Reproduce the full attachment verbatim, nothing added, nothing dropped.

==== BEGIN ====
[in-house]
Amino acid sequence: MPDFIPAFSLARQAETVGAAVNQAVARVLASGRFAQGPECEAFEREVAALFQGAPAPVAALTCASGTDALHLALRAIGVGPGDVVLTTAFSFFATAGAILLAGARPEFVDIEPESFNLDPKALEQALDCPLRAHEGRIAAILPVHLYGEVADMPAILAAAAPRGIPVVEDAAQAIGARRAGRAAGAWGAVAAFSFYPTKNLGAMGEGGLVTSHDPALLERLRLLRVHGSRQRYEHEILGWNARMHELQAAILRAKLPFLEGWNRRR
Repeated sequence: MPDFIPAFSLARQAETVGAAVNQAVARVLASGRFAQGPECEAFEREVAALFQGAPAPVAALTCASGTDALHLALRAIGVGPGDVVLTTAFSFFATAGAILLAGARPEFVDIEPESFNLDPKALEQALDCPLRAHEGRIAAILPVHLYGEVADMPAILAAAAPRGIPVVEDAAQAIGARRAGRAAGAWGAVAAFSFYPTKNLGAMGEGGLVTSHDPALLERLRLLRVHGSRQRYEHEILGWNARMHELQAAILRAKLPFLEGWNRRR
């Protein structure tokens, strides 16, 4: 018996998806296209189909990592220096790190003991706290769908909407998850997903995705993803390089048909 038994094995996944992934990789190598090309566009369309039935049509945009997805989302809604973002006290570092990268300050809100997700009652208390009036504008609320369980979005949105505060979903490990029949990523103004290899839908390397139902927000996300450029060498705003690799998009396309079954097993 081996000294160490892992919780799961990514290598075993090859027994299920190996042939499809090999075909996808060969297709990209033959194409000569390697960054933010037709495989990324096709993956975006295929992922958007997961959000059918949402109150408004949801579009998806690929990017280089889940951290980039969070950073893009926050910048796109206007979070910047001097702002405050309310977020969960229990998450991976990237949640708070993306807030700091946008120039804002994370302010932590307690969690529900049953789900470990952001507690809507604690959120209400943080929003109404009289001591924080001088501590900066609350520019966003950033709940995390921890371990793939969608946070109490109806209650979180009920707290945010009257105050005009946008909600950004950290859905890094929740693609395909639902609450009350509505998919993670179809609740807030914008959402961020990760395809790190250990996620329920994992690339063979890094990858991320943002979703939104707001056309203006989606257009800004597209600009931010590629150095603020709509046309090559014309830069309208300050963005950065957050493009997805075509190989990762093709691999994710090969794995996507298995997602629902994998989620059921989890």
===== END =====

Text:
[in-house]
Amino acid sequence: MPDFIPAFSLARQAETVGAAVNQAVARVLASGRFAQGPECEAFEREVAALFQGAPAPVAALTCASGTDALHLALRAIGVGPGDVVLTTAFSFFATAGAILLAGARPEFVDIEPESFNLDPKALEQALDCPLRAHEGRIAAILPVHLYGEVADMPAILAAAAPRGIPVVEDAAQAIGARRAGRAAGAWGAVAAFSFYPTKNLGAMGEGGLVTSHDPALLERLRLLRVHGSRQRYEHEILGWNARMHELQAAILRAKLPFLEGWNRRR
Repeated sequence: MPDFIPAFSLARQAETVGAAVNQAVARVLASGRFAQGPECEAFEREVAALFQGAPAPVAALTCASGTDALHLALRAIGVGPGDVVLTTAFSFFATAGAILLAGARPEFVDIEPESFNLDPKALEQALDCPLRAHEGRIAAILPVHLYGEVADMPAILAAAAPRGIPVVEDAAQAIGARRAGRAAGAWGAVAAFSFYPTKNLGAMGEGGLVTSHDPALLERLRLLRVHGSRQRYEHEILGWNARMHELQAAILRAKLPFLEGWNRRR
């Protein structure tokens, strides 16, 4: 018996998806296209189909990592220096790190003991706290769908909407998850997903995705993803390089048909 038994094995996944992934990789190598090309566009369309039935049509945009997805989302809604973002006290570092990268300050809100997700009652208390009036504008609320369980979005949105505060979903490990029949990523103004290899839908390397139902927000996300450029060498705003690799998009396309079954097993 081996000294160490892992919780799961990514290598075993090859027994299920190996042939499809090999075909996808060969297709990209033959194409000569390697960054933010037709495989990324096709993956975006295929992922958007997961959000059918949402109150408004949801579009998806690929990017280089889940951290980039969070950073893009926050910048796109206007979070910047001097702002405050309310977020969960229990998450991976990237949640708070993306807030700091946008120039804002994370302010932590307690969690529900049953789900470990952001507690809507604690959120209400943080929003109404009289001591924080001088501590900066609350520019966003950033709940995390921890371990793939969608946070109490109806209650979180009920707290945010009257105050005009946008909600950004950290859905890094929740693609395909639902609450009350509505998919993670179809609740807030914008959402961020990760395809790190250990996620329920994992690339063979890094990858991320943002979703939104707001056309203006989606257009800004597209600009931010590629150095603020709509046309090559014309830069309208300050963005950065957050493009997805075509190989990762093709691999994710090969794995996507298995997602629902994998989620059921989890």